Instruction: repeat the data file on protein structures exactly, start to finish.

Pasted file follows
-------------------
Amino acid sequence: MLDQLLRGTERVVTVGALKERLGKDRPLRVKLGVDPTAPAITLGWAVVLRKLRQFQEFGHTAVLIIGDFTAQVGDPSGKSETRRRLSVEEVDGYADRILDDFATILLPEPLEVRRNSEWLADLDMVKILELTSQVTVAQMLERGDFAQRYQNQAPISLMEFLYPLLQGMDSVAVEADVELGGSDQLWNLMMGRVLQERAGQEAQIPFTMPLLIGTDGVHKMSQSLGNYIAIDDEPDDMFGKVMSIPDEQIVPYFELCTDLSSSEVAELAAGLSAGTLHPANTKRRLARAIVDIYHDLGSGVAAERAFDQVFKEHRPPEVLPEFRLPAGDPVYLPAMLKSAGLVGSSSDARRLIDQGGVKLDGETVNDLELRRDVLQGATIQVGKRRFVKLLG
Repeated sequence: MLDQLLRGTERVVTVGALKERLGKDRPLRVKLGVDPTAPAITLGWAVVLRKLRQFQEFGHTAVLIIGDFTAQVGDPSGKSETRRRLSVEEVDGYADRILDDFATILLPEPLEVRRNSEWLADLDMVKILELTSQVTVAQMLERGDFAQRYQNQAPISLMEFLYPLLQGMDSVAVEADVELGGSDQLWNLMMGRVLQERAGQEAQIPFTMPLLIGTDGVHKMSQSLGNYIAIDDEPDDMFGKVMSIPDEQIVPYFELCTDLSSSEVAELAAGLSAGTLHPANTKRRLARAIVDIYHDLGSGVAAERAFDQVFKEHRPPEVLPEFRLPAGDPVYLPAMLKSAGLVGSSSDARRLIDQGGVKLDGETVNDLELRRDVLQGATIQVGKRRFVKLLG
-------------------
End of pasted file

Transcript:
Amino acid sequence: MLDQLLRGTERVVTVGALKERLGKDRPLRVKLGVDPTAPAITLGWAVVLRKLRQFQEFGHTAVLIIGDFTAQVGDPSGKSETRRRLSVEEVDGYADRILDDFATILLPEPLEVRRNSEWLADLDMVKILELTSQVTVAQMLERGDFAQRYQNQAPISLMEFLYPLLQGMDSVAVEADVELGGSDQLWNLMMGRVLQERAGQEAQIPFTMPLLIGTDGVHKMSQSLGNYIAIDDEPDDMFGKVMSIPDEQIVPYFELCTDLSSSEVAELAAGLSAGTLHPANTKRRLARAIVDIYHDLGSGVAAERAFDQVFKEHRPPEVLPEFRLPAGDPVYLPAMLKSAGLVGSSSDARRLIDQGGVKLDGETVNDLELRRDVLQGATIQVGKRRFVKLLG
Repeated sequence: MLDQLLRGTERVVTVGALKERLGKDRPLRVKLGVDPTAPAITLGWAVVLRKLRQFQEFGHTAVLIIGDFTAQVGDPSGKSETRRRLSVEEVDGYADRILDDFATILLPEPLEVRRNSEWLADLDMVKILELTSQVTVAQMLERGDFAQRYQNQAPISLMEFLYPLLQGMDSVAVEADVELGGSDQLWNLMMGRVLQERAGQEAQIPFTMPLLIGTDGVHKMSQSLGNYIAIDDEPDDMFGKVMSIPDEQIVPYFELCTDLSSSEVAELAAGLSAGTLHPANTKRRLARAIVDIYHDLGSGVAAERAFDQVFKEHRPPEVLPEFRLPAGDPVYLPAMLKSAGLVGSSSDARRLIDQGGVKLDGETVNDLELRRDVLQGATIQVGKRRFVKLLG